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Historical Account or Discourse on Identity? A Reexamination of Fulbe Hegemony and Autochthonous Submission in Banyo1

Published online by Cambridge University Press:  13 May 2014

Extract

Traditional accounts of the nineteenth-century Fulbe conquest in northern Cameroon tell roughly the same story: following the example of Usman Dan Fodio in Nigeria, the Fulbe of Cameroon organized in the beginning of the nineteenth century a “jihad” or a “holy war” against the local pagan populations to convert them to Islam and create an Islamic state. The divisions among the local populations and the military superiority of the Fulbe allowed them to conquer almost all northern Cameroon. They forced those who submitted to give an annual tribute of goods and servants, and they raided the other groups. In these traditional accounts the Fulbe are presented as unchallenged masters, while the local populations are depicted as slaves who were powerless over their fate; their role in the conquest of the region and in the administration of the new political order is supposed to have been insignificant.

I will show that, on the contrary, in the area of Banyo the Wawa and Bute played a crucial role in the conquest of the sultanate and in its administration. I will then re-examine the cliche that all members of the local populations were the slaves of the Fulbe by distinguishing the fate of the Wawa and Bute on one side from that of the Kwanja and Mambila on the other, and by showing the importance of the Fulbe's identity in shaping the definition of slavery. Finally I will argue that, if the historical accounts found in the scientific literature invariably insist on Fulbe hegemony and minimize the role played by the local populations, it is because those accounts are often based on Fulbe traditions, and because these traditions are remodeled by the Fulbe in order to correspond to their discourse on identity.

Type
Research Article
Copyright
Copyright © African Studies Association 1998

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Footnotes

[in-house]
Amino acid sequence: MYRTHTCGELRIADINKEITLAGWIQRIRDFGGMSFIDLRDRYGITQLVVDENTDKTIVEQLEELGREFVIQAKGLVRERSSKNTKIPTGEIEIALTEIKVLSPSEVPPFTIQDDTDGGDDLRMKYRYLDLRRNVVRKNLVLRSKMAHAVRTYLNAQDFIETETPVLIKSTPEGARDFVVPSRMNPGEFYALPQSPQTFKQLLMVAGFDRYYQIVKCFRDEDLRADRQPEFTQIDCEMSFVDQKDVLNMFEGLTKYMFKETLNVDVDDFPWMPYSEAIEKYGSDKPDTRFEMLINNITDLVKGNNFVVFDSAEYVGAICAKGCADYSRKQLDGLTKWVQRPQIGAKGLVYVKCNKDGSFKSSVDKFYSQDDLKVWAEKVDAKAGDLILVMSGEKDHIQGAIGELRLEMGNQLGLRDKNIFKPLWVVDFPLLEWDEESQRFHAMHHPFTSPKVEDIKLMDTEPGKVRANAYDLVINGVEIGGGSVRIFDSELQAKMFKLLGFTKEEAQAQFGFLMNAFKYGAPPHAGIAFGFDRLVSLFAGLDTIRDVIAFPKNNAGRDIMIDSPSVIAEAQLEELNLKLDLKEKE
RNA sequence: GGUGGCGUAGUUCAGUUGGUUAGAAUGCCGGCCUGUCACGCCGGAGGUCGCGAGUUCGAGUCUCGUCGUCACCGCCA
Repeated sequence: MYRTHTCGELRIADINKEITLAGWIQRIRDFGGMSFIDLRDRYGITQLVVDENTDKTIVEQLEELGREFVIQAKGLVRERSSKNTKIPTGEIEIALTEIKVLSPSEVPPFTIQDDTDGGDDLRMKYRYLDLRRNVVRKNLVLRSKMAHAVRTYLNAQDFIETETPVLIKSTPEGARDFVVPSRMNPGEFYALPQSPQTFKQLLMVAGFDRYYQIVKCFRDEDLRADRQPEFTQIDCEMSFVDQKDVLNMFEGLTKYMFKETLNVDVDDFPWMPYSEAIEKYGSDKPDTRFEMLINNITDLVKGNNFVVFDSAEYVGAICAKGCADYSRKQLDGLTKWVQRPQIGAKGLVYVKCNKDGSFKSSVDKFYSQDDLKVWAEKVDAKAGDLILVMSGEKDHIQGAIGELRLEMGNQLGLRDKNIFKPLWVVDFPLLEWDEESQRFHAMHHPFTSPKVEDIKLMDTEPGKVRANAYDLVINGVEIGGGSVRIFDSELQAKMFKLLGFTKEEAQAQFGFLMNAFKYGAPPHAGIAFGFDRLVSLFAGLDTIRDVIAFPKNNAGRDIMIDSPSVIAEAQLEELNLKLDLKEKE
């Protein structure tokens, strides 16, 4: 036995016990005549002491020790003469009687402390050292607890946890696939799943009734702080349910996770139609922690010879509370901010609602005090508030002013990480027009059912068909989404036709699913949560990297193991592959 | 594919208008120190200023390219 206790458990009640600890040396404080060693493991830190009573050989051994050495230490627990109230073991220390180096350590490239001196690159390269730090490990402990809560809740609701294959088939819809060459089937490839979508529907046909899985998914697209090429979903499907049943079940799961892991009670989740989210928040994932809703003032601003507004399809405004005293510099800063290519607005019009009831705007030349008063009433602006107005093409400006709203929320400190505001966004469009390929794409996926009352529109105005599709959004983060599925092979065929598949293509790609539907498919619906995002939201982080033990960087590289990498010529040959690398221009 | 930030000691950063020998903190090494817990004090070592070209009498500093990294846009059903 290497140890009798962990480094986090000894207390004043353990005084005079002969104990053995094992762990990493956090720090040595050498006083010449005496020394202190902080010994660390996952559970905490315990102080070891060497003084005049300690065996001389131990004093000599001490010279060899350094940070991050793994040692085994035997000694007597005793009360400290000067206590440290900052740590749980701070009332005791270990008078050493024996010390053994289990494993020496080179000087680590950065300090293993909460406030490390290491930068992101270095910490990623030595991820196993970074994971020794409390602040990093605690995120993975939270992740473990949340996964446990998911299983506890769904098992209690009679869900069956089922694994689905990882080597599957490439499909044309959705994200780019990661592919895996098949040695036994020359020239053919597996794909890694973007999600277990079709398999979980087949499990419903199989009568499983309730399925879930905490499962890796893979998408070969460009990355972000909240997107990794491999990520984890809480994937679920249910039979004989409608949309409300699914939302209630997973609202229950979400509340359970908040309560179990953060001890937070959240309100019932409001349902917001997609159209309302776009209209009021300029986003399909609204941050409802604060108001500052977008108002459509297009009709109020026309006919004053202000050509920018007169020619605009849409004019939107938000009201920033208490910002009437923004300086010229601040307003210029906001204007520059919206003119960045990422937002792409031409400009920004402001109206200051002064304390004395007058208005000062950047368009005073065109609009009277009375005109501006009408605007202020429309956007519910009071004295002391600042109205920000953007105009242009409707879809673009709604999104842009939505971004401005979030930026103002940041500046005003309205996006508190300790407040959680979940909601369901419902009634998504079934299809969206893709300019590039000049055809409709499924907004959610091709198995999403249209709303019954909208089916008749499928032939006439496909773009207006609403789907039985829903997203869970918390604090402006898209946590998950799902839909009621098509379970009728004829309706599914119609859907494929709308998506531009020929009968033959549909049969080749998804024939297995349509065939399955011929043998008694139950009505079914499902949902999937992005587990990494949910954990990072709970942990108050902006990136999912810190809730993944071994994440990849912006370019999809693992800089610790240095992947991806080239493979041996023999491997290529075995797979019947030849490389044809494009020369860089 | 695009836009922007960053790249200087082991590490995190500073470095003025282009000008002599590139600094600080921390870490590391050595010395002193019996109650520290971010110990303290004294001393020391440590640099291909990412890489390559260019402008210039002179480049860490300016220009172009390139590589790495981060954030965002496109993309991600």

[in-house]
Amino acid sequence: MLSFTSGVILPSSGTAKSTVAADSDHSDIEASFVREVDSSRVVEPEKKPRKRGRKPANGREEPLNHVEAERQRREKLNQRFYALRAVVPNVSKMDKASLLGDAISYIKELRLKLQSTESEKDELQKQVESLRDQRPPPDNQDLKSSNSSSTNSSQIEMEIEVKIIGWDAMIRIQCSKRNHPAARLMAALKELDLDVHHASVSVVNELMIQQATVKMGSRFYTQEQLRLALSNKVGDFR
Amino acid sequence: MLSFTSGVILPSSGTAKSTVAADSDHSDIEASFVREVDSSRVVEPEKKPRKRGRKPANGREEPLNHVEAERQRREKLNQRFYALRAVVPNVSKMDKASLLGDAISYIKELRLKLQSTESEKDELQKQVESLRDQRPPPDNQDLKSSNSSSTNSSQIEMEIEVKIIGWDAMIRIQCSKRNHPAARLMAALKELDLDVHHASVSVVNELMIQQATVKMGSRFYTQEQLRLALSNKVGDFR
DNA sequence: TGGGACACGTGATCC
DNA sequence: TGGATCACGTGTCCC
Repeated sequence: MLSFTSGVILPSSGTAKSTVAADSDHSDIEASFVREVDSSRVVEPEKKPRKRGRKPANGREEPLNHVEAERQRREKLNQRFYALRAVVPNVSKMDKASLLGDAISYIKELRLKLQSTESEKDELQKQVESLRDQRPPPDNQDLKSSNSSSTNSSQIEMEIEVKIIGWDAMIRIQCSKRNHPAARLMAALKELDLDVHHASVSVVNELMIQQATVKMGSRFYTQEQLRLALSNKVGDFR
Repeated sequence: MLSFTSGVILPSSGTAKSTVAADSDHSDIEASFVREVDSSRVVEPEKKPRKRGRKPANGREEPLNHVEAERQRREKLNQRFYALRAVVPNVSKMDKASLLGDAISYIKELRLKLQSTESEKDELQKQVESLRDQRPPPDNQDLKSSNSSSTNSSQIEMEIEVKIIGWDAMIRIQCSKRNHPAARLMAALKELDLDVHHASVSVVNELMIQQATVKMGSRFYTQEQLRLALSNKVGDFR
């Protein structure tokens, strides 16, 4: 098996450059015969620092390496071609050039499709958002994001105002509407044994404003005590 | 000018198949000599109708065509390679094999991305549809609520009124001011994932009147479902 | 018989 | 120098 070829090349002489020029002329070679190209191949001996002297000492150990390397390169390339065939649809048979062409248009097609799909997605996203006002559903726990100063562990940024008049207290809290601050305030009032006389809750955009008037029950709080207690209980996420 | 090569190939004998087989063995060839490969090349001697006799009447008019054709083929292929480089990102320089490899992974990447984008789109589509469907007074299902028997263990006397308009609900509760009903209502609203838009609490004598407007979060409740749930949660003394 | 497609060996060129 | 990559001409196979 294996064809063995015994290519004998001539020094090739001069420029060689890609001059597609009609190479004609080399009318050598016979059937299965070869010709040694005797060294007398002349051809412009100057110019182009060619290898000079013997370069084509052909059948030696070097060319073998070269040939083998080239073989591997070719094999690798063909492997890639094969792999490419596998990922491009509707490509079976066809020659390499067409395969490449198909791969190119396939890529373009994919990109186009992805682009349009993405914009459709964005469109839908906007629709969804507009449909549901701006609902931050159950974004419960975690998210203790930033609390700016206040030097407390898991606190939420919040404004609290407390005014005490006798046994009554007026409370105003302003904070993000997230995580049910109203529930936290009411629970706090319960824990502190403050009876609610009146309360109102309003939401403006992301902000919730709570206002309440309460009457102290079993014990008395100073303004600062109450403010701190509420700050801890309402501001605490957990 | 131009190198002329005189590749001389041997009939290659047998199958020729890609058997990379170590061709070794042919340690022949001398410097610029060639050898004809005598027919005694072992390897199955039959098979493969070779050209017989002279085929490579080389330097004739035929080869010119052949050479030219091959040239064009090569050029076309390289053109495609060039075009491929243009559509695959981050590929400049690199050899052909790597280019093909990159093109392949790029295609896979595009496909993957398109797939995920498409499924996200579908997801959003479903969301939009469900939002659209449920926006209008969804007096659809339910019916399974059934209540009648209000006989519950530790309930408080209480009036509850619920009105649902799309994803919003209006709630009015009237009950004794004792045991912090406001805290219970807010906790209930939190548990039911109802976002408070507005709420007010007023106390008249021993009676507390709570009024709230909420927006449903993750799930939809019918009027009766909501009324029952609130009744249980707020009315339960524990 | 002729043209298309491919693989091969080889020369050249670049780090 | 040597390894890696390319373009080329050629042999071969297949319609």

1

I collected data for this paper during 18 months' fieldwork among the Wawa and Kwanja of Cameroon between 1992 and 1996. I would like to thank the Fonds Cassel de l'Université Libre de Bruxelles and the Fonds National pour la Recherche Scientifique (FNRS) for their financial support.

References

2 For a general view of these accounts see Johnston, H.A.S., The Fulani Empire of Sokoto (London, 1967)Google Scholar; Lacroix, P.-F., “Matériaux pour servir à l'histoire des peuls de l'Adamawa, première partie,” Etudes Camerounaises, 37/38 (1952), 361Google Scholar; Mohammadou, E., “Introduction historique à l'étude des sociétés du Nord-Cameroun,” Abbia, 12/13 (1966), 233–71Google Scholar; Mohammadou, E., Fulbe Hooseere. Les royaumes foulbé du plateau de l'Adamawa au 19e siècle. Tibati, Tignere, Banyo, Ngaoundéré (Tokyo, 1978)Google Scholar; Mohammadou, E., “L'implantation des Peut dans l'Adamawa (approche chronologique),” in Tardifs, C. (ed.): Contribution de la recherche ethnologique à l'histoire des civilisations du Cameroun (2 vols.: Paris 1981), 1:229–47Google Scholar; Hurault, J., “Histoire du lamidat de Banyo,” Comptes rendus trimestriels de l'Académie des Sciences d'Outre–Mer, 25 (1975), 421–65Google Scholar; Smith, M.G., “The Jihad of Shehu Dan Fodio: Some Problems” in Lewis, I.M., ed., Islam in Tropical Africa (London, 1966), 408–24Google Scholar; Last, M.Reform in West Africa: The Jihad movements of the nineteenth century” in Ajayi, J.F.A. and Crowder, M., eds., History of West Africa, II (London, 1974), 129Google Scholar; R.A. Adeleye, “The Sokoto Caliphate in the nineteenth century” in ibid., 57–92; Hiskett, M., The Sword of Truth. The Life and Times of Shehu Usuman Dan Fodio (New York, 1973).Google Scholar